No clear link between weather and fibromyalgia

Cloud to ground lightning strikes near storm chasers during a tornadic thunderstorm in Cushing Credit: Reuters
One new study says that weather and fibromyalgia are not obviously related.
Credit: Reuters

Despite common complaints that the weather can aggravate fibromyalgia symptoms, a new study finds little consistency in the type of weather conditions linked to worsening of the mysterious pain syndrome.

Furthermore, “the few significant associations that we found (between weather and fibromyalgia symptoms) were very small, too small to affect daily functioning,” said Ercolie Bossema, a researcher at Utrecht University in the Netherlands, in an email to Reuters Health.

Bossema added that weather-related symptoms may exist, but “perhaps these factors differ from person to person.”

Up to 92 percent of fibromyalgia patients report that certain weather conditions can exacerbate their symptoms – particularly, chronic pain and fatigue, Bossema and her colleagues point out in their study, published in Arthritis Care & Research.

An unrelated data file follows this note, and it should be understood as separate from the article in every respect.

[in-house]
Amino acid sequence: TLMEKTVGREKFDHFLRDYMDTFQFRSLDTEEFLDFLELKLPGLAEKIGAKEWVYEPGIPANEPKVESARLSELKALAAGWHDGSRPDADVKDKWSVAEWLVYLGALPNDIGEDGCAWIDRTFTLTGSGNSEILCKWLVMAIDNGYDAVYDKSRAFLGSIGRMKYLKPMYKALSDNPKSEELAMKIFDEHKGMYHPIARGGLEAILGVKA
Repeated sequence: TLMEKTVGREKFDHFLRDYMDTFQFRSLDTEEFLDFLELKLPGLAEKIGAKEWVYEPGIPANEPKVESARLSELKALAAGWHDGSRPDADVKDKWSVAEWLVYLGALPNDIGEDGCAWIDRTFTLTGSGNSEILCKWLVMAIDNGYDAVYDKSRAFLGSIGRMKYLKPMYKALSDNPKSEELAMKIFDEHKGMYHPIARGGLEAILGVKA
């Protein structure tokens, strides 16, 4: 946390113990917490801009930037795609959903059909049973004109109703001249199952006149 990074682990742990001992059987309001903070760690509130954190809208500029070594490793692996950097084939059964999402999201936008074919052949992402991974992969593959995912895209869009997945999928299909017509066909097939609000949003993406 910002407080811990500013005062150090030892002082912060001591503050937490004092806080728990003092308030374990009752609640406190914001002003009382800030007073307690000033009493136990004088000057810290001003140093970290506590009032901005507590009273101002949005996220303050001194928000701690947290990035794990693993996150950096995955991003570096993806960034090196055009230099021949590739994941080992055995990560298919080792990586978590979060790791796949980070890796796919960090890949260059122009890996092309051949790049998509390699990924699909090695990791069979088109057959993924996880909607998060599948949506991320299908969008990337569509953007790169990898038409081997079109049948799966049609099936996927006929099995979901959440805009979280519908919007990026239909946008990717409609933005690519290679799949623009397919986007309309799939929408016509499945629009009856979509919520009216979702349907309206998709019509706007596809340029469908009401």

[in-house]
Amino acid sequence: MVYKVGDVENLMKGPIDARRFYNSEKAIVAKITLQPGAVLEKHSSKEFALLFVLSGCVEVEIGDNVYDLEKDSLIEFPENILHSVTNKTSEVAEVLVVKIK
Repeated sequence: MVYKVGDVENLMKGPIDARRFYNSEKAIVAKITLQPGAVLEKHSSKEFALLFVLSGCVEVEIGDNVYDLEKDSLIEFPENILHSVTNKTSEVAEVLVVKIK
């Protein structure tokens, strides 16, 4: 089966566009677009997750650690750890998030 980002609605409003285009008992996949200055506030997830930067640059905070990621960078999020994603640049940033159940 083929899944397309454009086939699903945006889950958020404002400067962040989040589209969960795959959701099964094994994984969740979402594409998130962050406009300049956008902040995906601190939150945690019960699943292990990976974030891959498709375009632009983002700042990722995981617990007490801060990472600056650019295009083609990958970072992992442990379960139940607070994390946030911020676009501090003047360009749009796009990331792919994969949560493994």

Fibromyalgia is a poorly understood disorder that includes joint pain and tenderness, fatigue and depression and affects an estimated 5.8 million Americans, according to the U.S. Centers for Disease Control and Prevention.

There is no known cause of the disorder, and no surefire way to cure it.

Bossema said that studies examining the influence of the weather on symptoms have not shown an obvious pattern.

Her team asked more than 300 women with fibromyalgia to keep a daily record of their symptoms, sleep and activity for four weeks.

The women rated each measure, such as pain or quality of sleep, on a five-point scale, with five representing “very much” and one “not at all.”

The researchers then compared these diaries to each day’s weather conditions, including temperature, sunshine, precipitation, humidity and atmospheric pressure.

Overall, the women reported a pain score of 3.35 and a fatigue score of 3.77, which are considered moderate to high.

Higher pain scores were linked to days with less sunshine or higher humidity, but the effects were very small.

For instance, an extra hour of sunshine on a day was tied to a 0.005 decrease on the five-point pain scale.

And a one percent increase in relative humidity was linked with a 0.004 point increase in pain.

With regard to sun, the findings make sense, said Dr. Stuart Silverman, a physician who specializes in fibromyalgia in Beverly Hills, California.

“Everybody feels a lot better in the sun,” Silverman said.